How small could a molecular switch be made? It is difficult to think of one smaller than the single proton switch just demonstrated by this group in Germany.
Archive for the 'Artificial Molecular Machines' Category
A tutorial review addresses the distinction between the many simple artificial molecular devices that are currently available and truly effective artificial molecular machines that would mimic the ubiquitous molecular machines present in living systems.
In a lecture at Oxford Eric Drexler argued that atomically precise manufacturing will be the next great revolution in the material basis of civilization, and discussed how we can establish reliable knowledge about key aspects of such technologies.
Electron tunneling drives a conformational change in each wheel of a four-wheel drive, single molecule nanocar, driving it across a copper surface.
The oscillating synthesis and degradation of regulatory RNA molecules was used to produce a molecular clock to control the opening and closing of a DNA tweezers, and also to control the production of another RNA molecule to alter the fluorescence of a dye molecule.
The Singularity University Executive Program recently took on the challenges of advanced nanotech: Nanotechnology: How should we evaluate the environmental impact of human-made machines that are too small to see? What limits should be placed on self-replicating nanodevices? What defenses should we institute against malevolent uses of such technology? These questions were asked by Marc [...]
A complex piece of DNA that acts as a biological computer when it is inserted into cells determines whether or not the cell is a specific type of cancer cell, and if so, initiates the suicide of that cell.
Electrons from a scanning tunneling microscope cause a molecule of butyl methyl sulfide to rotate about a single sulfur atom attached to a copper surface.
News articles by Jon Cartwright on the Chemistry World news site and by Michael Berger at Nanowerk describe a significant molecular machine milestone achieved by the research groups of David A. Leigh (winner of the 2007 Foresight Institute Feynman Prize in Nanotechnology for Theory) and Anne-Sophie Duwez. The research was reported in Nature Nanotechnology [abstract]. [...]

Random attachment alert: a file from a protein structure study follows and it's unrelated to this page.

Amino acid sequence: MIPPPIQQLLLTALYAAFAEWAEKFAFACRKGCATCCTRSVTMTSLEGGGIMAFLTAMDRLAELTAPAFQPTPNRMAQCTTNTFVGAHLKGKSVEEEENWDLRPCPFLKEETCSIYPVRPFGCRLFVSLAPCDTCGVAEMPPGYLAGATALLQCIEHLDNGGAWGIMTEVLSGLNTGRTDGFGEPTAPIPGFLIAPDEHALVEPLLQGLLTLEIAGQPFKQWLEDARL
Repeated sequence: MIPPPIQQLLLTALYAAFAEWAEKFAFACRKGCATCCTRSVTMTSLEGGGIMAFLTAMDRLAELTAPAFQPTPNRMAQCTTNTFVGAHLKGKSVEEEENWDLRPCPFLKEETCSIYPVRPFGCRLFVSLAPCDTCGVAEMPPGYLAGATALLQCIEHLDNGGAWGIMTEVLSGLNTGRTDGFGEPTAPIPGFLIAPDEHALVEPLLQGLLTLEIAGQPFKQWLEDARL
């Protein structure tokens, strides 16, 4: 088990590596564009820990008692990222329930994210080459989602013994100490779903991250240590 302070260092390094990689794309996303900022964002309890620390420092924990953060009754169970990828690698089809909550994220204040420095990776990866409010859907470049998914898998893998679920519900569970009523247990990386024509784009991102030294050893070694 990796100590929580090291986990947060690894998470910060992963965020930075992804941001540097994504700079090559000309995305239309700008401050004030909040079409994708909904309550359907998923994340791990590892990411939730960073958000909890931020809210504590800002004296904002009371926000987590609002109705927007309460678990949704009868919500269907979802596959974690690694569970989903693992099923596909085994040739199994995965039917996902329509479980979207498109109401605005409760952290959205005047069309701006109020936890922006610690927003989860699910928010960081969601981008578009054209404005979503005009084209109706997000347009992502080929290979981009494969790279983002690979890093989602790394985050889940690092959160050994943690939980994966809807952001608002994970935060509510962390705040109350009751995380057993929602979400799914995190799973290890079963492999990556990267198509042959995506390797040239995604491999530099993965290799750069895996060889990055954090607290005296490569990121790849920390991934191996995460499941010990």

Submit your own work or nominate a colleague for the 2011 Foresight Institute Feynman Prizes.
A neural network made from 112 DNA strands organized into four artificial neurons was trained with four pieces of information to answer questions.
The American Chemical Society Petroleum Research Fund has awarded a grant to study the development of molecular gears for use in future molecular machines. From an Austin College news release “Chemist awarded $50,000 grant“ Dr. Stephanie Gould, assistant professor of chemistry at Austin College, has been awarded a $50,000 grant from the American Chemical Society [...]
Will an inexpensive automated evolution machine accelerate the development of molecular machine systems by simultaneously evolving multiple parts to improve function?
A new book collects the papers and discussions from the 2007 Solvay Conference “From Noncovalent Assemblies to Molecular Machines”.
I. Foresight@Google: Registration Deadline – Wed June 22nd II. Open Foresight Reception in Palo Alto – Friday June 24th III. Senior Associates Reunion Banquet – Saturday June 25th IV. Thiel Foundation’s 20Under20 to attend Foresight@Google ================================== I. Foresight@Google Registration Deadline – Wednesday June 22nd Foresight@Google – June 24-26, 2011 25th Anniversary Conference Celebration & Reunion Weekend [...]
Computational studies show that small diamond structures of the type that might serve as nanoparts in diamondoid molecular machinery are structurally stable.
A biochemical circuit built from 74 small DNA molecules demonstrates an approach that may enable embedded control of molecular devices.
We are proud to announce our final conference program for Foresight@Google‘s 25th Anniversary Conference Celebration, held June 25-26 in Mountain View, CA. For $50 off registration use code: NANODOT This weekend – full of plenary talks, panels, and breakout sessions – is a unique opportunity to be stimulated, enlightened and inspired by direct interaction with [...]
A Monte-Carlo simulation shows that a simple self-replicating RNA-like molecule in a specific protective environment could evolve the ability to translate a genetic code to produce peptides.
New research grants will support exploration of how molecular machines function.